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Researchers Rick Grey and Nina Schoch weigh an adult loon. Photo: BRI's Adk Center for Loon Conservation
Researchers Rick Grey and Nina Schoch weigh an adult loon. Photo: BRI's Adk Center for Loon Conservation

Adirondack loon sentinels lack funding this summer

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For 15 years, researchers have been keeping an eye on loons in the Adirondacks to make sure their nests stay safe. But a funding shortfall means much of that monitoring may not happen this summer.

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The Adirondack loon program has had different names and sponsors over the years. Today it's called the Adirondack Center for Loon Conservation, and it's run by the Biodiversity Research Institute.

But for more than a decade, there have been a couple constants. Coordinator Nina Schoch's been involved. And Schoch says she's generally hired field staff every summer to keep a close eye on loons and their nests.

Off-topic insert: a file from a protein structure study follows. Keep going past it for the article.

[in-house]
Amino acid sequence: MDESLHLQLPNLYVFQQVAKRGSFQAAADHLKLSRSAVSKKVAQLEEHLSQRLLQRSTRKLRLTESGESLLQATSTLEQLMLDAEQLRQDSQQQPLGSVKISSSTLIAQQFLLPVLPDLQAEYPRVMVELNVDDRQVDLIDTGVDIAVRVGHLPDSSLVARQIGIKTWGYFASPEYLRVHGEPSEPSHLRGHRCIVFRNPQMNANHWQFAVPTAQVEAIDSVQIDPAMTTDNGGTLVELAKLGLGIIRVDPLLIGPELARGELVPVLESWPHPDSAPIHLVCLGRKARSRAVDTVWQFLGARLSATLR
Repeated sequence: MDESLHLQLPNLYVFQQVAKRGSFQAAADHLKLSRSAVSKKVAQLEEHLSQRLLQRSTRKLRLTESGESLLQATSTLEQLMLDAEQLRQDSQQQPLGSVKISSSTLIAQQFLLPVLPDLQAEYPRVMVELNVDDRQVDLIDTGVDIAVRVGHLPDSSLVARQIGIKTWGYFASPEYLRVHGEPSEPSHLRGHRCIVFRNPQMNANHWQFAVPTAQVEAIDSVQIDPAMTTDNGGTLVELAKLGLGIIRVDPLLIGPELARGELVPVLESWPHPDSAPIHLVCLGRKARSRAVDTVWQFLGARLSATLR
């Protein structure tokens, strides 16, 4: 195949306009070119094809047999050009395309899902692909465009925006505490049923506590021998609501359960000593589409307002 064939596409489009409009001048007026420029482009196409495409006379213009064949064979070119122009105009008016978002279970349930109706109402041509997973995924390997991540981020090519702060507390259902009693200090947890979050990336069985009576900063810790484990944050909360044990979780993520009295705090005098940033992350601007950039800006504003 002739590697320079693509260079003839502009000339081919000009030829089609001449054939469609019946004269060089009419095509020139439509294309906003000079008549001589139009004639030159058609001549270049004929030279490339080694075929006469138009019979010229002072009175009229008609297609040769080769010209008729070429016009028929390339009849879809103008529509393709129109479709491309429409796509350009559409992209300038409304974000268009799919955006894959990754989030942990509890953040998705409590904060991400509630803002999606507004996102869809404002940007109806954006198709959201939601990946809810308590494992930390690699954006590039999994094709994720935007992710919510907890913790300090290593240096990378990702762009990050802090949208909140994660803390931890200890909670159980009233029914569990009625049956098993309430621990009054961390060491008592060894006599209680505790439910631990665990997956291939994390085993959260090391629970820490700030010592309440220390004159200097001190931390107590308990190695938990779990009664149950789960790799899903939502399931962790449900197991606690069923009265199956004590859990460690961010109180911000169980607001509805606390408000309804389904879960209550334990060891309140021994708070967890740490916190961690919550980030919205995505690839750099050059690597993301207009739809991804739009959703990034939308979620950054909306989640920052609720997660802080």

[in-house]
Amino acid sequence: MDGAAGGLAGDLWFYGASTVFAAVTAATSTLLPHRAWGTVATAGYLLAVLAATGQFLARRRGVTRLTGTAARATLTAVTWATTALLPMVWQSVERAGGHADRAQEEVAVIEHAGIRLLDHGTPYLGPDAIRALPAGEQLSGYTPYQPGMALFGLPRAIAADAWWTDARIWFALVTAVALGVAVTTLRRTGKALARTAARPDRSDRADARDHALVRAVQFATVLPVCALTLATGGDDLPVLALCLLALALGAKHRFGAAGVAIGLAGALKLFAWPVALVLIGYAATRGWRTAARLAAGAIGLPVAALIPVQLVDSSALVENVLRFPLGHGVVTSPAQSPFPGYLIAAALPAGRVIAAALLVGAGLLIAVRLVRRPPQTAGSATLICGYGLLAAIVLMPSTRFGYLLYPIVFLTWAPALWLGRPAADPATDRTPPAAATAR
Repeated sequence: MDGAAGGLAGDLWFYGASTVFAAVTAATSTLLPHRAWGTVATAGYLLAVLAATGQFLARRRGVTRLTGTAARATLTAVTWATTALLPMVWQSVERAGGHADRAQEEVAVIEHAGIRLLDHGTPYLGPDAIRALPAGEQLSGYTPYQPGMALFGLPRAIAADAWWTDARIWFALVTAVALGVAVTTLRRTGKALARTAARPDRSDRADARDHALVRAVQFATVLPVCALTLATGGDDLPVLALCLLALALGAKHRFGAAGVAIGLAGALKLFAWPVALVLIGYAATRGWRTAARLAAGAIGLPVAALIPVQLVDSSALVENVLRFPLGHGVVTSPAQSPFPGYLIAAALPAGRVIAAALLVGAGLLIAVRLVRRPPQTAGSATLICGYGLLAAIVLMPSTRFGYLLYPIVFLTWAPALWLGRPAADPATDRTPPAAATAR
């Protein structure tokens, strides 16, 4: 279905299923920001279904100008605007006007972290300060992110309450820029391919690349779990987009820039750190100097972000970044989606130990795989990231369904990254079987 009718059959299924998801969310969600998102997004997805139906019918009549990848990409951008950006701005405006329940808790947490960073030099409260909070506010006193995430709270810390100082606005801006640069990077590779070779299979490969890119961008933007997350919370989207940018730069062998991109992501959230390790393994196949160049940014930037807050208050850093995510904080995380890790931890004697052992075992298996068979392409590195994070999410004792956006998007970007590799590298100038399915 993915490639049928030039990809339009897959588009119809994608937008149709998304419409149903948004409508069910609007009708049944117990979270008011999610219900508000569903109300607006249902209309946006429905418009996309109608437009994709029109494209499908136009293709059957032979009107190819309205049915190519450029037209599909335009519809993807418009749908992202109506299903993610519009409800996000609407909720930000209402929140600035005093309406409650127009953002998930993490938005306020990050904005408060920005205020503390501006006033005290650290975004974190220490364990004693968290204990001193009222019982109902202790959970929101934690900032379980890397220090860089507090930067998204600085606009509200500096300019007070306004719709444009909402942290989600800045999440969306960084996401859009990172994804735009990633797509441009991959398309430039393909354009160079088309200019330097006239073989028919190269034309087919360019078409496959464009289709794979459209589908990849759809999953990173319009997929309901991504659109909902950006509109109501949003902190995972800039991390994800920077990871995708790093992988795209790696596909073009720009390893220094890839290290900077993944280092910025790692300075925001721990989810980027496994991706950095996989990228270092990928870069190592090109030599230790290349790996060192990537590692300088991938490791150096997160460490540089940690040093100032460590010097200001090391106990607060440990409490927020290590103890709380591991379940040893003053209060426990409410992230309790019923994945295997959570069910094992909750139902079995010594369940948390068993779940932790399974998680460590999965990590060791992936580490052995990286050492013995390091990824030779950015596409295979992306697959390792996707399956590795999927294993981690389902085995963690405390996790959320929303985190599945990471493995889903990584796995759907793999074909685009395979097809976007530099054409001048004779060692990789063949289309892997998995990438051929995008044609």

"By monitoring the individual birds on a weekly basis and the lakes and ponds on a weekly basis, we really get a good indication of if the birds nested, if eggs were laid, if the eggs hatched, if chicks survived to fledging age."

This summer Schoch won't be able to hire those loon monitors, because the program's $35,000 short. Schoch says she only got half of a grant she expected from the state's energy and research agency.

Loon populations have exploded across the Adirondack Park since the 1980s. But Schoch says it's important to continue to monitor them – not only to protect loons themselves but because of what they tell scientists about the rest of the environment.

"Loons are one of the top predators in the aquatic ecosystem in lakes and ponds, and so toxins that accumulate up the aquatic food web do so to high levels in loons. So what's going on in loons is very reflective of what's going on in the lakes that they breed on."

That information can be influential in public policy. Research about the presence of mercury in Adirondack loons was used to help write New York's law controlling mercury emissions from power plants.

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